In its November 2023 economic and fiscal outlook, the Office for Budget Responsibility (OBR) states that ‘we anticipate a fall in inactivity due to caring responsibilities as recent drops in birth rates mean that the share of children in the population is set to fall in the medium term.’7

While this general birth rate decline is broadly aligned with the rest of the developed world, if the survey results reported above reflect attitudes more broadly across the UK, by alleviating the significant cost of childcare, this policy may have a positive impact on birth rates beyond the five-year horizon considered in the OBR’s outlook.

Conservative estimates of labour market entry by the OBR

The OBR estimates that this will result in 60,000 workers entering the labour market by 2027–28, working an average of approximately 16 hours per week (average of part-time workers). The OBR also estimates that approximately 1.5m mothers of very young children who are already formally employed will increase the hours they work outside of the home (albeit by less than 16 hours per week).8

Yet there are many reasons to believe that the OBR’s outlook may be understating the potential benefits of this policy change. First, the OBR itself notes that there is uncertainty around how responsive parental employment will be to the childcare provisions. Thus, the labour market decisions of parents may be more or less responsive to the new provisions than expected.

Moreover, women are almost twice as likely as men to work part-time, and most part-time work is between 16 and 30 hours a week. It appears that the OBR’s 16-hours estimate is based on the lower bound of a part-time worker. However, as shown in Figure 1.2 below, 57% of women on average work 31 or more hours a week, compared with 82% of men. In fact, after childbirth, the number of hours of work for women in paid employment falls from 40 hours to between 25 and 30 hours a week on average.9 Based on this data, it is reasonable to conclude that by using 16 hours a week as a benchmark, the OBR is underestimating the total hours worked by parents entering employment due to this policy initiative by almost a half.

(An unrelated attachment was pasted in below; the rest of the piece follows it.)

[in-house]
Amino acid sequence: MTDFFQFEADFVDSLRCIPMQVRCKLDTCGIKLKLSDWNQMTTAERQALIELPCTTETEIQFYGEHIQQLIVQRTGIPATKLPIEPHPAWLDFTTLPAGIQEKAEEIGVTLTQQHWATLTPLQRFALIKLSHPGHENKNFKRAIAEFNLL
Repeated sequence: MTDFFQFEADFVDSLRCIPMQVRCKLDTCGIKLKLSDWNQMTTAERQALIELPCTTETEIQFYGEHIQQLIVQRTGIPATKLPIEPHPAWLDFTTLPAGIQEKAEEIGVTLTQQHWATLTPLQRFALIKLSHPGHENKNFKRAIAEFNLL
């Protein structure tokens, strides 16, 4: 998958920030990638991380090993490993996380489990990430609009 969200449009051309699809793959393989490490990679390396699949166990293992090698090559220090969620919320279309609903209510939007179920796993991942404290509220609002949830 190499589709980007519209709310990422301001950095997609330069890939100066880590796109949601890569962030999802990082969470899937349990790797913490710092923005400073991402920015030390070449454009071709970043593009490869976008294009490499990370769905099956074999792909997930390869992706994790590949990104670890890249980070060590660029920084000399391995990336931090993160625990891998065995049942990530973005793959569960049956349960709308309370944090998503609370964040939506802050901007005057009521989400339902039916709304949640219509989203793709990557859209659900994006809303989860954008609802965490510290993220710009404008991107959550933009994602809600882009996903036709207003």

By definition the OBR’s outlook is limited—focused on the next five years—and it would therefore not consider these long-term impacts. However, a policy change of this magnitude and with this level of potential socioeconomic and equality implications is likely to realise its full impact in the longer term.10

Figure 1.2    Hours worked by sex

Source: Oxera, Office for National Statistics (2023) ‘Hours worked by sex by age’, last accessed 11 January 2024.

After childbirth, the number of hours of work for women in paid employment falls from 40 hours to between 25 and 30 hours a week on average. It is therefore reasonable to conclude that by using 16 hours a week as a benchmark, the OBR is underestimating the total hours worked by parents entering employment due to this policy initiative by almost a half.

It is of course possible that those who remain in paid work following childbirth are a different cohort to those who left paid work following childbirth and are re-entering due to the childcare provision. As this policy has not yet taken effect in the UK, the progress of this should be closely followed to see if material differences do exist between these two groups.

International experience

This is where international comparators become key. The province of Quebec in Canada has been running a subsidised day-care programme for two decades and provides a model on which many other countries have based their universal subsidised childcare initiatives.11

The evidence from Quebec’s experience is striking in terms of its impact on the employment rate of women of ‘core working age’ as well as on the fertility rate.

First, while the employment rate of women with children under five years of age was comparable before the introduction of the policy in 1998, after its introduction, the employment rate for this cohort was 8 percentage points higher in Quebec—79% in 2014—compared to 71% in all other provinces in Canada. Moreover, the employment rate for women in Quebec has remained consistently higher than all other provinces since the introduction of subsidised day care.12 Subsequent research has demonstrated the causal link in this observation, and concluded that mothers who use childcare support (particularly middle- and low-income mothers) before their child is of school age are likely to remain in work later, once the child begins schooling.13

In addition, a comparison of the provinces of Quebec and Ontario demonstrated that the total fertility rate was higher in Quebec starting in 2004 (approximately five years after subsidised childcare was introduced), after four decades of similarity in fertility rates between the two provinces. This difference was not explained by differences in the composition of the population (i.e. more women of childbearing age in Quebec) or the divergent trends in labour force participation. In fact, the fertility rates of women aged 15 to 44 in Quebec increased alongside their labour force participation rate.14